Intestinal hyperabsorption of oxalate can considerably contribute to urinary oxalate, even in the absence of gastrointestinal disorders. A study using the standardized [13C2] oxalate absorption test revealed a significantly higher mean intestinal oxalate absorption in idiopathic calcium oxalate stone formers (10.2%) compared to healthy controls (8.0%) [10]. However, the reason for this difference is unclear. Intestinal oxalate absorption greater than 10% was found in only 28% of healthy subjects, but in 46% of patients. Oxalate absorption greater than 20% only occurred in stone formers.

2 Methods

A systematic literature search was performed in PubMed over the last 40 years using the following key word: Oxalobacter/formigenes. Search results were limited to studies written in the English language. A total of 176 publications were identified, which were screened by title and, when appropriate, abstract. After exclusion of duplicates, a total of twenty-two were included in the analysis. It should be stated that there are no meta-analyses for Oxalobacter formigenes published in the literature. The studies were rated according to the level of evidence (LoE) and the grade of recommendation (GoR) using ICUD standards.

3 Results

3.1 Oxalobacter formigenes

Oxalobacter formigenes is a Gram-negative anaerobic bacterium that colonizes the intestinal tract of humans [11]. It is unique in that it requires oxalate both as an energy and carbon source. There is very little known about the biology of the organism, particularly on how it establishes and maintains gut colonization.

The only known factor which reduces colonization with Oxalobacter formigenes is the treatment with antibiotics. Several studies have suggested that colonization with O. formigenes is markedly affected by use of antibiotics [12], [13], [14], [15], [16], [17], [18]. In a study of 37 idiopathic calcium oxalate stone formers, only 11 (30%) tested positive for O. formigenes, whereas 26 (70%) tested negative [19]. Analysis of a history of use of antibiotics revealed that only 13% of O. formigenes-positive patients had taken antibiotics, whereas 81% of O. formigenes-negative patients had received antibiotic treatment before the start of the study. O. formigenes has been reported to be sensitive to a variety of antibiotics commonly used in clinical practice for the treatment of a broad range of infections [13], [15], [18]. These antibiotics include macrolides, such as erythromycin and clarithromycin, metronidazole, and doxycycline.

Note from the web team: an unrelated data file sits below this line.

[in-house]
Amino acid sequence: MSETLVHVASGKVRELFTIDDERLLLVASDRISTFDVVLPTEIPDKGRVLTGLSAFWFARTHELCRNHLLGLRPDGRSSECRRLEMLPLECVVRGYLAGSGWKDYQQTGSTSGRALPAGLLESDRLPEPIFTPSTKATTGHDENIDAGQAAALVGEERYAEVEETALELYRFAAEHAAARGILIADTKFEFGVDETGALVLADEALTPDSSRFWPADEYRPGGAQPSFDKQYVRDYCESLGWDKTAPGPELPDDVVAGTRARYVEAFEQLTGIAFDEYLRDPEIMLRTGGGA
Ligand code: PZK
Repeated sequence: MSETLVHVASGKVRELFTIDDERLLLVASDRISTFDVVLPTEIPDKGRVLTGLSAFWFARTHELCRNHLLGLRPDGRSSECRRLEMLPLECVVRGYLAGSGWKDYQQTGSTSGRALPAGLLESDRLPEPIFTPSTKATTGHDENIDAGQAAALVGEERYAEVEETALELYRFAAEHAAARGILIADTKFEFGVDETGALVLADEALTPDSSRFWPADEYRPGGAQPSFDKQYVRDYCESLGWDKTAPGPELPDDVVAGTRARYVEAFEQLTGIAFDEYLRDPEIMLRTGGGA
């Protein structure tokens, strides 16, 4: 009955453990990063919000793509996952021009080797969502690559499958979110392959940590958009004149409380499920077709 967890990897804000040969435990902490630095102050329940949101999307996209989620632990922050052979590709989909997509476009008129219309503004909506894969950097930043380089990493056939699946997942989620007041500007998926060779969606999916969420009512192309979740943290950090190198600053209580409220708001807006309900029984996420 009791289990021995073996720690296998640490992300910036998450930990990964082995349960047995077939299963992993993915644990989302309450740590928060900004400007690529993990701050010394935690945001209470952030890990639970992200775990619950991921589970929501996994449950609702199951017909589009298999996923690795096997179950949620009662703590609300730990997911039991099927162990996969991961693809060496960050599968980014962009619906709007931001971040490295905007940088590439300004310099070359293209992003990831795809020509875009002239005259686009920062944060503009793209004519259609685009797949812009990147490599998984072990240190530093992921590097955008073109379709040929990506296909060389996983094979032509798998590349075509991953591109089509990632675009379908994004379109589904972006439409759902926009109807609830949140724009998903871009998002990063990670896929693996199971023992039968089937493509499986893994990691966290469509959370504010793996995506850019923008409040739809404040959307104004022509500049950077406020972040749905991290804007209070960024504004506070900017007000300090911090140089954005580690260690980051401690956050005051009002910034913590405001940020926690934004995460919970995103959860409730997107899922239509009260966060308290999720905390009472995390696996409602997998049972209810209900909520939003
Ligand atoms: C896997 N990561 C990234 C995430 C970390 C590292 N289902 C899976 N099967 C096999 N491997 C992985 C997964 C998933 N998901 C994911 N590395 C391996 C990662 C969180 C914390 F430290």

A prospective study in patients who where undergoing upper endoscopy and biopsy revealed that antibiotics for Helicobacter pylori infection leads to persistently reduced intestinal colonization rates with O. formigenes [15]. The absence of O. formigenes colonization in women could be attributed to frequent use of antibiotics owing to recurrent urinary tract infections, which have been found to be associated with increased oxalate excretion [20]. According to a recent study, the relatively lower rate of O. formigenes detection in relation to other populations outside the United States provides further evidence to support a general trend of the disappearance of this organism with socioeconomic development, likely due to higher general use of antibiotics within these populations [21]. A lack of colonization with O. formigenes increases the risk of recurrent calcium oxalate stone formation [16], [17], [19], [22], [23], [24], [25].

3.2 Oxalobacter formigenes and urinary oxalate excretion